By Hans Christian Andersen
Taken from "A Poet`s Bazaar" (1840)
"The storm roared between the columns; dark birds of pray flew over the valley of Hymettus. Directly under the rock lay Athens extended, looking almost a city indeed, with its white houses and red roofs. Snow had fallen on the mountains of Pentelicon and Parnassus. What a view around; yes it was most beautiful towards the sea, which shone so vast and extended, so deeply blue, as it bore the white sails along. The air was so transparent, that i thought i could see over the whole Peloponneses. I saw distand mountain tops around Sparta ; and toward the hill where Corinth stands, the road appeared very short, yet it is svereal days journey by land. I saw the white walls of fortification at Acro-Corinth with the naked eye,-even the angles they made, and the strong shadows they cast
During my stay in Athens, i visited daily the Acropolis, whether it were sunshine or rain! I celebrated my birthday by a visit here ; here i read my letters from home. The Acropolis was the last place I visited at Athens when i was about to leave ; my thoughts dwell longest on the Acropolis when they visit Greece. It was as if nature and art reposed on my breast in this place ; here i felt no want, except that all my dear friends could not participate with me in this spectacle.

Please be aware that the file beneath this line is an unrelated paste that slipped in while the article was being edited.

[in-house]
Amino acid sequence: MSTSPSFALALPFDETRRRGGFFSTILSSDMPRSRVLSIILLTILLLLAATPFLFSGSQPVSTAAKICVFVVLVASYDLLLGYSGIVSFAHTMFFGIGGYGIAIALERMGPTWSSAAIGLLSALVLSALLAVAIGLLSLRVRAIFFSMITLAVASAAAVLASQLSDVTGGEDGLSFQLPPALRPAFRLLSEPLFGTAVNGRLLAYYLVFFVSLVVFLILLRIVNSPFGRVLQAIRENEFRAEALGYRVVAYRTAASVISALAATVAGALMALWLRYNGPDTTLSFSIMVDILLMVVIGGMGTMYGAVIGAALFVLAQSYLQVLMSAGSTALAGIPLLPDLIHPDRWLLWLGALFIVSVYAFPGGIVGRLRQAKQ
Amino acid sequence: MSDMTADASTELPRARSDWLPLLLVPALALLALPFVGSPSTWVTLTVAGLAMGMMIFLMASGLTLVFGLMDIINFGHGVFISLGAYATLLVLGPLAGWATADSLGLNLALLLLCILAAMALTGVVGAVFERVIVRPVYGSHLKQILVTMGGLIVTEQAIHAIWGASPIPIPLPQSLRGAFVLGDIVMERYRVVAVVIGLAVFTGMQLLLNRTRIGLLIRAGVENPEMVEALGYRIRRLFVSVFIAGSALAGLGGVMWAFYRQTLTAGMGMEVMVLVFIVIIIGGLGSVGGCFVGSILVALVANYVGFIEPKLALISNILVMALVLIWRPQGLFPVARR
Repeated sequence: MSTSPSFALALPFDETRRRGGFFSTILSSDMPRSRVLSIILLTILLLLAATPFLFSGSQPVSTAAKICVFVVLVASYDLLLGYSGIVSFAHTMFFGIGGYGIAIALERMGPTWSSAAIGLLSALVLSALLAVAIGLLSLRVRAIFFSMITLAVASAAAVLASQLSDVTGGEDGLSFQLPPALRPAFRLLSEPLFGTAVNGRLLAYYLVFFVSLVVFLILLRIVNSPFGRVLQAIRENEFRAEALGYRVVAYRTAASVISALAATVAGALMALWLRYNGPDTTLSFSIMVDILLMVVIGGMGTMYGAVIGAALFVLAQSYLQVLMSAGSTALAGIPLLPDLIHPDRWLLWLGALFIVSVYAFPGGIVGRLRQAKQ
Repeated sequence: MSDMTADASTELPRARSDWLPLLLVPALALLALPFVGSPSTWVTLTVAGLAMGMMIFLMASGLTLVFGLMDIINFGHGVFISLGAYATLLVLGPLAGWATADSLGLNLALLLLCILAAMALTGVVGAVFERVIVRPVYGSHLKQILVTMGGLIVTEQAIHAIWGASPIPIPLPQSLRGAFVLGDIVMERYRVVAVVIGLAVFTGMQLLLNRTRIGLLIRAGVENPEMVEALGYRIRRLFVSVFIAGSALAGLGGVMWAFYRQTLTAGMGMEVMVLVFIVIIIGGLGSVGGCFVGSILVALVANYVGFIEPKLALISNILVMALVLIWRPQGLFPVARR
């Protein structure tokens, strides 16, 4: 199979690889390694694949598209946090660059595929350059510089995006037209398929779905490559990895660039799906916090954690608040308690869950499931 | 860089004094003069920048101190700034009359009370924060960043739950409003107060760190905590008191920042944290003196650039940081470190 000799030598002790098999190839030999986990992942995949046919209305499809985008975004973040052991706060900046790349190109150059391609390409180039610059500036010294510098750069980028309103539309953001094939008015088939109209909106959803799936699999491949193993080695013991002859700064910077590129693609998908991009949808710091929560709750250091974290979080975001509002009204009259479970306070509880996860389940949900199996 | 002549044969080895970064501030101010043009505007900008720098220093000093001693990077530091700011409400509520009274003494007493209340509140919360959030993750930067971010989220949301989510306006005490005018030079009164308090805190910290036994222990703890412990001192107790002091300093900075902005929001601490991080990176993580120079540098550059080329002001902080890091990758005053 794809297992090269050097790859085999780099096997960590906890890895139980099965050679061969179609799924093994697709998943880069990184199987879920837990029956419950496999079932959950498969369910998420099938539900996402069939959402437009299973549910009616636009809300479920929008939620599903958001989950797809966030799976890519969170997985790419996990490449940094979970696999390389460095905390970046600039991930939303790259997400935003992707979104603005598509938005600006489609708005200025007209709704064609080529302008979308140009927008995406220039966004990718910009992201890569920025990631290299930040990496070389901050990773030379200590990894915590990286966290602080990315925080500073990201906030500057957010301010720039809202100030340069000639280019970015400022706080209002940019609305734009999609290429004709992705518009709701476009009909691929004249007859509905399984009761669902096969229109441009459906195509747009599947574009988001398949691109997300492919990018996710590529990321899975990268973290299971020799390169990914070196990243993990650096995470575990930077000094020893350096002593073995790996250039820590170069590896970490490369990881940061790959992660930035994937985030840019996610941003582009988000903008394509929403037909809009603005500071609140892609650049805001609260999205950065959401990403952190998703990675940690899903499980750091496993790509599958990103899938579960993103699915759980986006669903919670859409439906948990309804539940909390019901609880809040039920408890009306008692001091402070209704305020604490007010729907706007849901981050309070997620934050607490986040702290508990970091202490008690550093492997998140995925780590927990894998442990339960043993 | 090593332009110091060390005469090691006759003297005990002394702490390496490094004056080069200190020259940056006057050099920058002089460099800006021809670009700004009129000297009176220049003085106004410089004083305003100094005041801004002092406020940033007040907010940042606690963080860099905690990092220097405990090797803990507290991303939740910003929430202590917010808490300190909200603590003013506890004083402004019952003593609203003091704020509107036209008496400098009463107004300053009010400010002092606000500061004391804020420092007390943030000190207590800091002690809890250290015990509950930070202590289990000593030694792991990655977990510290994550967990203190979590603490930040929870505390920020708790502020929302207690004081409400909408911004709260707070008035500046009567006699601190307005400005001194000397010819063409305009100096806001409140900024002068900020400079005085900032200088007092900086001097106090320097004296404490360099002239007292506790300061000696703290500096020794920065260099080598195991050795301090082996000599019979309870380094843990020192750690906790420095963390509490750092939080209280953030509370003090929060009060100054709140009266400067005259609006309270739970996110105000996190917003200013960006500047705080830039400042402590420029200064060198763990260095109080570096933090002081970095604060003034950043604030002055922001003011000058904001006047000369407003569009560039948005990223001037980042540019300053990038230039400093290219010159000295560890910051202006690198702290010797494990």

A sunset seen from this place, is one of the most sublime sights i know. I have seen such a one. I sat on the steps of the Parthenon ; everything was void and dead towards Hymettus ; black birds flew over the valley where a single white columns stands. An ass brayed down there, and it sounded like the screams of a jackal ; the sun sank behind the Bay of Salamis, and the mountains shone with the most powerful colors. Aegina was as blue as the freshest violets. The same colors, the same forms of the mountains, were seen by Plato, Socrates, and the great men of that world from the same spot as that from which i myself saw them. It was the same earth they had trodden. I felt, for a moment, that I was living in those times. The sun went down, and the glittering stars streamed forth over the dilapidated temples. I felt that God`s work is eternal, man`s perishable ; but i drank life`s poetry from both, which (if God allows it to flourish and expand) shall refresh the hearts of man."